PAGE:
Getting to Equal: Gender Parity in the Workplace | Women in Agile

In honor of International Women’s Day 2019 and Women’s History Month, today’s episode features a female leader we’re proud to call our own. Neville Poole is a woman of color, wife, mother, and a managing director at Accenture | SolutionsIQ.

She remembers a time when, while working as a bank teller, people would stand in line to wait for her white, male colleague to attend to them. One customer even told her manager, “I’m not comfortable sharing my financials with the black girl.” Neville took it in stride, determined not to let anyone stop her from achieving her dreams.

She says that being a woman of color in the male-dominated industry of finance and technology has not always been easy. “Some people just can’t get past their own prejudices,” she says, “and I can’t change that.” Hear her advice to other women on how to own your space, develop and share your uniqueness with the world. And her advice to men: Be aware that different dynamics apply for women than men, and when you notice it, have a conversation about it.

Accenture | SolutionsIQ’s Roxi Ozolins hosts.

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Accenture, a global firm with more than 450,000 employees, is striving to achieve a gender balanced workforce by 2025 – and by 2020, women will account for 25 percent of managing directors worldwide. Learn more about how we’re #GettingToEqual here.

The Agile Amped podcast is the shared voice of the Agile community, driven by compelling stories, passionate people, and innovative ideas. Together, we are advancing the impact of business agility.

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ROXI OZOLINS: Hi everyone, and welcome to another edition of Agile Amped. I’m your host, Roxi Ozolins. And joining us today is our very own Neville Poole. She is a managing director and the North America lead for customer solutions here at Accenture SolutionsIQ. And with her she brings 20 years of business process and software delivery experience and is a leader in business agility, a wife, a mother of two daughters, and a big Carolina Panther fan who makes a mean queso. Neville, welcome and thank you so much for joining us.

NEVILLE POOLE: Thank you, Roxi. And thank you for the amazing introduction.

ROXI OZOLINS: Well, you’re a very dynamic woman. You deserve it. So I’m going to start with the basics. Can you tell me a little bit more about your role here at SolutionsIQ?

NEVILLE POOLE: Absolutely. So I lead an amazing team of people that are responsible for business development, specifically focused on business agility. We are the trusted advisors that senior executives turn to, to solve some of their most complex, technically challenging business problems. And so my team is the first one to partner with client account leads and account teams to really help understand what problems our clients are trying to solve and how we co-create a plan to get there. So my team, they’re spaced out all across North America, awesome people, and I have the privilege of being able to work with those guys every day.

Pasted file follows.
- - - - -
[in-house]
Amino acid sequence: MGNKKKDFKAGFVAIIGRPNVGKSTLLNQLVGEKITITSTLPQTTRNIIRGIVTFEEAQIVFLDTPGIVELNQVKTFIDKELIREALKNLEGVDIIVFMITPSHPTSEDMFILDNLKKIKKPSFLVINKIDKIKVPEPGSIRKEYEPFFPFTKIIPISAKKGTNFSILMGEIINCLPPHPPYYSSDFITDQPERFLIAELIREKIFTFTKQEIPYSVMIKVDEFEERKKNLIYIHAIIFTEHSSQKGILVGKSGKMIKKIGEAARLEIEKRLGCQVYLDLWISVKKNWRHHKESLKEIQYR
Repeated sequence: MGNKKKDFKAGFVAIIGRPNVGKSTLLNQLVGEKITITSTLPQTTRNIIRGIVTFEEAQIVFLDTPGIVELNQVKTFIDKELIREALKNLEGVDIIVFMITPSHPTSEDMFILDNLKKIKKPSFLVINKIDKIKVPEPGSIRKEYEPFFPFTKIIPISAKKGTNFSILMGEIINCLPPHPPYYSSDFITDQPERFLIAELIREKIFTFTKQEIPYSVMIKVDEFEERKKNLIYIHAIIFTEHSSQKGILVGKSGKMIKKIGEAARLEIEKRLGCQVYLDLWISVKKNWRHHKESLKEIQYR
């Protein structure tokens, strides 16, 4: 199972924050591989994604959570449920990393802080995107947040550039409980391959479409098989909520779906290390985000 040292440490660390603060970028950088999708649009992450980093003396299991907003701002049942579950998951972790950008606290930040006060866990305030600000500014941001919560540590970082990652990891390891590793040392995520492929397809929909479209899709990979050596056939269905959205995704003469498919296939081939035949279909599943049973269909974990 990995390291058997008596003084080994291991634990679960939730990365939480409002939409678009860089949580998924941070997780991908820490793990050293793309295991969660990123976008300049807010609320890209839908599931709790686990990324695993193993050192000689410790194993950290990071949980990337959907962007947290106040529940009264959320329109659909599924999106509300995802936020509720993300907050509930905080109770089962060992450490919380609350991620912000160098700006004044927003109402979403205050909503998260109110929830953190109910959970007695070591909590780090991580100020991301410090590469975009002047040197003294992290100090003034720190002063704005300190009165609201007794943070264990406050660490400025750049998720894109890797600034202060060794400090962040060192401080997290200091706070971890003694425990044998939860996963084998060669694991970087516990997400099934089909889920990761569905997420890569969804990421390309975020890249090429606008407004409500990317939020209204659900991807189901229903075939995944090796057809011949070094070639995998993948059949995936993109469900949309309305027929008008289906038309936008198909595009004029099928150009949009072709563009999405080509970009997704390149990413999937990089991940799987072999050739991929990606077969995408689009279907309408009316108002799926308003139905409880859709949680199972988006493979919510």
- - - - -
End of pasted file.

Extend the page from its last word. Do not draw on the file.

ROXI OZOLINS: Wow. Okay, that is a very niche title, niche job. What we do is obviously very specialized. And so I’m wondering how you got here. What has the journey to today looked like?

NEVILLE POOLE: Whoa, that’s a big question. And it’s a story that haven’t shared very often. But it’s really special to me. My journey started back in 1994. I was a junior in college and I went to a historically black college. And during my college career, I made a conscious decision to start my career before graduation. So I actually took a job as a banker at NationsBank at the time. And I changed all of my classes to night classes. So right before graduation, I started looking for a job to take me to the next level within that consumer banking path, and it led me to Charlotte. So I posted for it, graduated and moved to Charlotte. And so my journey got a little crazy as I was always searching for something new and exciting. I transferred to a different bank and started training mortgage brokers on new technology for underwriting mortgages. I went to a startup dotcom company, which was my introduction into E-commerce, then went back to a bank as a channel manager and started working in strategy. And then I was laid off.

So it was pretty devastating for me because I started my career so early in my life that I never really thought about not having a job. So to be laid off at that point was very, very devastating for me. So I decided I wanted to take a new path and I got into consulting, primarily around business analysis, project management, release management. And so I took a job with a local retail company based out of Charlotte, the Charlotte area. And during that part of my career, they decided to make a change to Agile. And so it wasn’t something I knew anything about. I knew what Agile meant as a word but not as a part of a business. And so as a part of this transformation that this company was making, I was chosen to be one of the first Scrum Masters.

So not sure I was super cool with that, but I knew I loved the people that I worked with there and I was willing to take a chance on learning something new and sticking around. And it actually became one of the best decisions I ever made. So I went from Scrum Master to team coach, and after a few years I joined the leadership team at Davisbase where I started my coaching journey. And shortly thereafter, I became a part of the leadership team and I was responsible for building out the Charlotte market. And everything was great. And I didn’t think anything could be better than Davisbase and the people that I was working with and the clients that I was engaging with and just this mission I had to overtake the market here in Charlotte with what we offered as Agile transformation services.